Posted on: March 9, 2023
Ofcom has announced that it recognises the need for clarity around what fibre and full fibre really is. With copper networks existing alongside full fibre, and with these often featuring both fibre cables and copper cables, consumers need to be given the right information about what it is they are buying.
Ofcom say, “Ofcom research has found that only 46% of customers who reported being on full-fibre broadband were living in areas where it is actually available.” and, “In addition, more than a quarter (27%) of broadband customers lacked confidence in understanding the language and terminology used by providers.”.
In summary, they are stating that internet providers use clear information, with industry references to the type of network consistent across the sector. So, no more fibre or full fibre unless a network actually is pure, 100% fibre optic cables (or FTTP as we call it!).
They state, “So, we are proposing new guidance to ensure providers give information on the underlying technology of the broadband connection using one or two consistent terms. Providers should also give a more detailed explanation of these terms in a format that is readily accessible to customers.”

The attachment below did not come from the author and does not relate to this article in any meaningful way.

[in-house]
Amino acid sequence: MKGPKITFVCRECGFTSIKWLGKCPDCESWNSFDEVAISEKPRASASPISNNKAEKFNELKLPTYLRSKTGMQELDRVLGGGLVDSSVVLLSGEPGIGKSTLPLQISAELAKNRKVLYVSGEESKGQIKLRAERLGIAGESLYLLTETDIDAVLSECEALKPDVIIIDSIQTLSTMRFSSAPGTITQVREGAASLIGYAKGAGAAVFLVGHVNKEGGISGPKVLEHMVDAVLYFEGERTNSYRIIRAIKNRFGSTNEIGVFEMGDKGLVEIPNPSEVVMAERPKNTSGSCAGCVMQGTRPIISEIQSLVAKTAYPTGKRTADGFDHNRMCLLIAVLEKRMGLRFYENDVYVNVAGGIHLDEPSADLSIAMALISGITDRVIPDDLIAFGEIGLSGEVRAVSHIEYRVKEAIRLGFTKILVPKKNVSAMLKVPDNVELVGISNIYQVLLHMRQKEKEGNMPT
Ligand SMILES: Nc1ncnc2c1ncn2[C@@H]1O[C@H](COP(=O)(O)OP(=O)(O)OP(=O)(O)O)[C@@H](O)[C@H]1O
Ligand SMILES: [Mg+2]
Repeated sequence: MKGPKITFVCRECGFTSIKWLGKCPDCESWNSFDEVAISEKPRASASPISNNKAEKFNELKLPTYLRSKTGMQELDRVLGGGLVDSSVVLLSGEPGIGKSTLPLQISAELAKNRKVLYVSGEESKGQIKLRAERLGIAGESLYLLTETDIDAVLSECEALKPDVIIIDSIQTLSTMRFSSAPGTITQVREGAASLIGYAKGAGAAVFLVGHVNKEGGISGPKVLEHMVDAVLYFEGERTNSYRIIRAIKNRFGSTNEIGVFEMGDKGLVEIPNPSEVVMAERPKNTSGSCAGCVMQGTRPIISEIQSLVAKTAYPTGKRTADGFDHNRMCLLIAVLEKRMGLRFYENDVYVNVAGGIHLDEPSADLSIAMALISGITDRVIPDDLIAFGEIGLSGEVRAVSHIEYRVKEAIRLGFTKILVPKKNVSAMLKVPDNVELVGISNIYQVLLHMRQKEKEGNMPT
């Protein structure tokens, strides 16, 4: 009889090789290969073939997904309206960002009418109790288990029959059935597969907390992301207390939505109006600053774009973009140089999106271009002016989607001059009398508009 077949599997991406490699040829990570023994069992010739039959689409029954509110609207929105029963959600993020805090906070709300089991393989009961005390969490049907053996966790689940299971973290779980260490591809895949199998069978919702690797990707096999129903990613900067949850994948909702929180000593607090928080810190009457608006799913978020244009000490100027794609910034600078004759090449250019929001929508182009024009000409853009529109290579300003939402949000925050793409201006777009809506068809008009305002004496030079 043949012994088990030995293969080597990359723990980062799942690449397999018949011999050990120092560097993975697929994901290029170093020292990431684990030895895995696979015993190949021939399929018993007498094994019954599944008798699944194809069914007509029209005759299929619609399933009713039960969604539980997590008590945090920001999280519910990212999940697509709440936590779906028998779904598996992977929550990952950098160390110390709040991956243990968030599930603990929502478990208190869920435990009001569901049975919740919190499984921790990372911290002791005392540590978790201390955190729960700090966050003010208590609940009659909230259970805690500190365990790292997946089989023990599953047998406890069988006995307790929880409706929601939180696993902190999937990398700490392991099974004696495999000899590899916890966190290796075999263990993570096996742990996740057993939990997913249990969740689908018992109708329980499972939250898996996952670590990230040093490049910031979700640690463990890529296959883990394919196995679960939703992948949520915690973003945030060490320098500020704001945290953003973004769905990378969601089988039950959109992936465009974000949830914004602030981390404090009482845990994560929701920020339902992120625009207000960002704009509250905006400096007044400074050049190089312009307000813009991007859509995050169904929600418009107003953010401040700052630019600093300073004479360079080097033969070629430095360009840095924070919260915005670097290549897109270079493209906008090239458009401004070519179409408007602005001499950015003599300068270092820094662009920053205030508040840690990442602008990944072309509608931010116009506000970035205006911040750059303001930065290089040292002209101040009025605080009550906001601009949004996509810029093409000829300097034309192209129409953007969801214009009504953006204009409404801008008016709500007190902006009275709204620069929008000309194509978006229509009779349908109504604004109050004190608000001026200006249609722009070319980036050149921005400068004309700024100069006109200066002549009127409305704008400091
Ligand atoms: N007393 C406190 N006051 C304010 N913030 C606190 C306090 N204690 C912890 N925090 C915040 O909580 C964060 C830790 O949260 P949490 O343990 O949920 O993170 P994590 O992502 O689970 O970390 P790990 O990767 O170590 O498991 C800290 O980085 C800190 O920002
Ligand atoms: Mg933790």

This is great news for network builders (like us), who have spent years campaigning for a clearer message in light of the larger providers using confusing terminology when selling connections to their customers. No more claims of fibre unless it’s the real thing – 100%, fibre optic networks (no copper in sight!)
James Warner, CSO at Fibre Heroes comments on this latest announcement:
“After years of suffering confusing jargon, customers can now breathe a sigh of relief that there will be some clarity when it comes to what they might actually be getting when they buy broadband. It has taken far to long for Ofcom to announce this, and it won’t come into force until the autumn, at the earliest, so a few more months of miss-leading the consumer left and then we can all be clear on what Fibre actually is.
Hopefully this is the start of some clarity and consistency across the sector, which won’t just help the consumer, but start to de-mystify something that should be simple and for the benefit of all.”